• Repetitive and Rote Nature of Work. To the extent that the employee’s work for the potential joint employer is repetitive and rote, is relatively unskilled, and/or requires little or no training, those facts indicate that the employee is economically dependent on the potential joint employer.
     
  • Integral to Business. If the employee’s work is an integral part of the potential joint employer’s business, that fact indicates that the employee is economically dependent on the potential joint employer.
     
  • Work Performed on Premises. The employee’s performance of the work on premises owned or controlled by the potential joint employer indicates that the employee is economically dependent on the potential joint employer. The potential joint employer’s leasing as opposed to owning the premises where the work is performed is immaterial because the potential joint employer, as the lessee, controls the premises.
     
  • Performing Administrative Functions Commonly Performed by Employers. To the extent that the potential joint employer performs administrative functions for the employee, such as handling payroll, providing workers’ compensation insurance, providing necessary facilities and safety equipment, housing, or transportation, or providing tools and materials required for the work, those facts indicate economic dependence by the employee on the potential joint employer.

(AI, p. 11-12).   
 
Examples of a horizontal joint employment relationship are where “a waitress works for two separate restaurants that are operated by the same entity and the question is whether the two restaurants are sufficiently associated with respect to the waitress such that they jointly employ the waitress; or where a farmworker picks produce at two separate orchards and the orchards have an arrangement to share farmworkers.”  (AI, p. 7).

Examples of a vertical joint employment relationship are:  garment workers “are directly employed by a contractor who contracted with the garment manufacturer to perform a specific function”; “nurses placed at a hospital by staffing agencies”; or “warehouse workers whose labor is arranged and overseen by layers of intermediaries between the workers and the owner or operator of the warehouse facility.” (AI, p. 9, citations omitted).

Obviously, these broad definitions of joint employment may potentially be problematic to some staffing relationships developed with the understanding that there was not joint employment with respect to one or more aligned businesses.  Businesses located in the Ninth Circuit (including Oregon) have previously been required to consider a more expansive joint employer test as the Ninth Circuit has applied a number of the above factors to vertical joint employment situations in FLSA cases to “help to determine whether the employee is economically dependent on the potential joint employer.”  (AI, p. 12-13 (citing Carrillo v. Schneider Logistics, 2014 WL 183956, at *6 (applying a joint employment economic realities analysis)).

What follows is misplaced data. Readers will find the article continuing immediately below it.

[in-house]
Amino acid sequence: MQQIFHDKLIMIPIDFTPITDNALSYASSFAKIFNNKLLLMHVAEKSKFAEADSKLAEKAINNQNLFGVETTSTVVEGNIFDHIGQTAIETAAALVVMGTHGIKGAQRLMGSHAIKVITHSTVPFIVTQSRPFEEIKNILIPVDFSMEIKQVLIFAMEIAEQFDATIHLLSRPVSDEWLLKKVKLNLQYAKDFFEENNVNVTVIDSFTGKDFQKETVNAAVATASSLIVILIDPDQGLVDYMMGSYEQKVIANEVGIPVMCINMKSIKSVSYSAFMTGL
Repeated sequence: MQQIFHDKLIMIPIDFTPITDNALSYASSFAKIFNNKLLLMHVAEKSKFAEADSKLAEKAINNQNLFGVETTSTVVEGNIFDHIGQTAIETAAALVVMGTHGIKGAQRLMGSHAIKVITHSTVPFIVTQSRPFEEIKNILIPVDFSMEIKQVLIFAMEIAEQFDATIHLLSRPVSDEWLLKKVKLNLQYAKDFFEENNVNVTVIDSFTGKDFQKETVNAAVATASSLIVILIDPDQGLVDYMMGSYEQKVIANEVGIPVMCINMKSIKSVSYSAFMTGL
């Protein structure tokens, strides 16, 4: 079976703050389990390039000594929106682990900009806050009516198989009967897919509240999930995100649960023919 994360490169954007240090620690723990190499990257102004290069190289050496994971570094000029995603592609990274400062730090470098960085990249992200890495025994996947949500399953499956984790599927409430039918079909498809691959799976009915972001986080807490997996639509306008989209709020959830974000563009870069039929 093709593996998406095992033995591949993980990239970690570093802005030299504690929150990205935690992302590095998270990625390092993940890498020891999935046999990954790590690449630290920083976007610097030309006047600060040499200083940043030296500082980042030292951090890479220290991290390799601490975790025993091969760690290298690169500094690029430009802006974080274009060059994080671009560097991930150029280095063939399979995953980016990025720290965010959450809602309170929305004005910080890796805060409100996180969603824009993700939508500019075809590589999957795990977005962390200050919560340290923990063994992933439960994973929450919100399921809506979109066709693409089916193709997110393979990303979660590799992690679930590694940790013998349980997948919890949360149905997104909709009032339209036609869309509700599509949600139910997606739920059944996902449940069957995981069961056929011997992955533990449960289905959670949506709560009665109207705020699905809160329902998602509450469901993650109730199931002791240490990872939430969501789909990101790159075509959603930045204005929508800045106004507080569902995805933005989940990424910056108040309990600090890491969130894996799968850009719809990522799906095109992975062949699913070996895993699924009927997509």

What to Do in Light of the New Guidance
 
  • First, don’t panic.  The AI reflects a departure from the DOL’s current standards, yet the DOL did not pursue the “notice-and-comment” procedures required under the Administrative Procedures Act when regulations are changed. Thus, the AI is almost certain to be challenged via litigation. 
     
  • Second, take note that the AI reflects the WHD’s clear intent to more closely scrutinize employment relationships and take an aggressive enforcement position when joint employment exists.  In addition to its published guidance, the DOL has created a new page on its website dedicated to the joint employer issue.
     
  • Finally, evaluate the potential implications of this AI on your staffing contracts and aligned business relationships.  If an employer is at risk of being found to be a joint employer with another entity, the employer can consider avenues to reduce liability risks, including (1) evaluate the horizontal and vertical joint employer factors and manage the reality and/or the relationship to minimize risk under the factors, (2) review and ensure that favorable indemnification language exists in any contract or agreement with an associated entity, and (3) consider communicating with the associated entity to confirm or obtain reassurances, that the entity is complying with wage and hour obligations.  The AI specifically mentions the construction, agricultural, janitorial, warehouse and logistics, staffing, and hospitality industries as frequently having unacknowledged joint employer situations; consequently, these industries should take particular note of this interpretation. 

Possible joint employer situations continue to be an area of the law that is highly scrutinized.  Bullard Law can help analyze your current personnel and contractor relationships in light of the WHD’s expansive position on joint employment and help strategize ways to structure and defend alternative work force arrangements.  For more information about this significant development and its potential impact, please feel free to contact us.
 
[1] Department of Labor, Wage and Hour Division, Administrator's Interpretation No. 2016-01 (Jan. 20, 2016), available at http://www.dol.gov/whd/flsa/Joint_Employment_AI.pdf.

 
[2] In the August 27, 2015 Browning-Ferris Industries of California, Inc. decision, the National Labor Relations Board adopted a new joint employer standard, holding that a putative joint employer is no longer required to exercise “direct and immediate” control over workers’ terms and conditions of employment, but “indirect” or even “reserved” control is now potentially sufficient to establish a joint employment relationship (as previously discussed in in our August 28, 2015 Bullard Edge post).